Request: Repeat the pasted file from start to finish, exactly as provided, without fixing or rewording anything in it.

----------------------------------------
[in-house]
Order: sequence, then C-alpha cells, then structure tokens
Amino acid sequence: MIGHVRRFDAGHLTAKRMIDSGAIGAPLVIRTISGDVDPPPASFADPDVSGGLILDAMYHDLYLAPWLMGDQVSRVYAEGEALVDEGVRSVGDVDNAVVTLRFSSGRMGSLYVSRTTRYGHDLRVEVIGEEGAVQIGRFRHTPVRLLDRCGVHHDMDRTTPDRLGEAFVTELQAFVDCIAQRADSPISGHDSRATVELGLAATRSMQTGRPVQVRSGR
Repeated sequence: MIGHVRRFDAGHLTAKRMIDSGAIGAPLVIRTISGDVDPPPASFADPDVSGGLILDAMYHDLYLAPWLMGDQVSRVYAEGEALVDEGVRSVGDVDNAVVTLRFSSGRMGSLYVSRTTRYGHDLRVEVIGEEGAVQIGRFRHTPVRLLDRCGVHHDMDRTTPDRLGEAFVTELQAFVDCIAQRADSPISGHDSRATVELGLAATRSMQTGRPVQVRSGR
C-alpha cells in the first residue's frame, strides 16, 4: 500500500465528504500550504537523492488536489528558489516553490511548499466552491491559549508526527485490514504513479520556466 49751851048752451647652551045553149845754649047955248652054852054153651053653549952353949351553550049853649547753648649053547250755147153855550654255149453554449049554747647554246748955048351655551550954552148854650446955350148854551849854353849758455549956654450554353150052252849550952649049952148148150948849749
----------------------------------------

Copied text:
[in-house]
Order: sequence, then C-alpha cells, then structure tokens
Amino acid sequence: MIGHVRRFDAGHLTAKRMIDSGAIGAPLVIRTISGDVDPPPASFADPDVSGGLILDAMYHDLYLAPWLMGDQVSRVYAEGEALVDEGVRSVGDVDNAVVTLRFSSGRMGSLYVSRTTRYGHDLRVEVIGEEGAVQIGRFRHTPVRLLDRCGVHHDMDRTTPDRLGEAFVTELQAFVDCIAQRADSPISGHDSRATVELGLAATRSMQTGRPVQVRSGR
Repeated sequence: MIGHVRRFDAGHLTAKRMIDSGAIGAPLVIRTISGDVDPPPASFADPDVSGGLILDAMYHDLYLAPWLMGDQVSRVYAEGEALVDEGVRSVGDVDNAVVTLRFSSGRMGSLYVSRTTRYGHDLRVEVIGEEGAVQIGRFRHTPVRLLDRCGVHHDMDRTTPDRLGEAFVTELQAFVDCIAQRADSPISGHDSRATVELGLAATRSMQTGRPVQVRSGR
C-alpha cells in the first residue's frame, strides 16, 4: 500500500465528504500550504537523492488536489528558489516553490511548499466552491491559549508526527485490514504513479520556466 49751851048752451647652551045553149845754649047955248652054852054153651053653549952353949351553550049853649547753648649053547250755147153855550654255149453554449049554747647554246748955048351655551550954552148854650446955350148854551849854353849758455549956654450554353150052252849550952649049952148148150948849749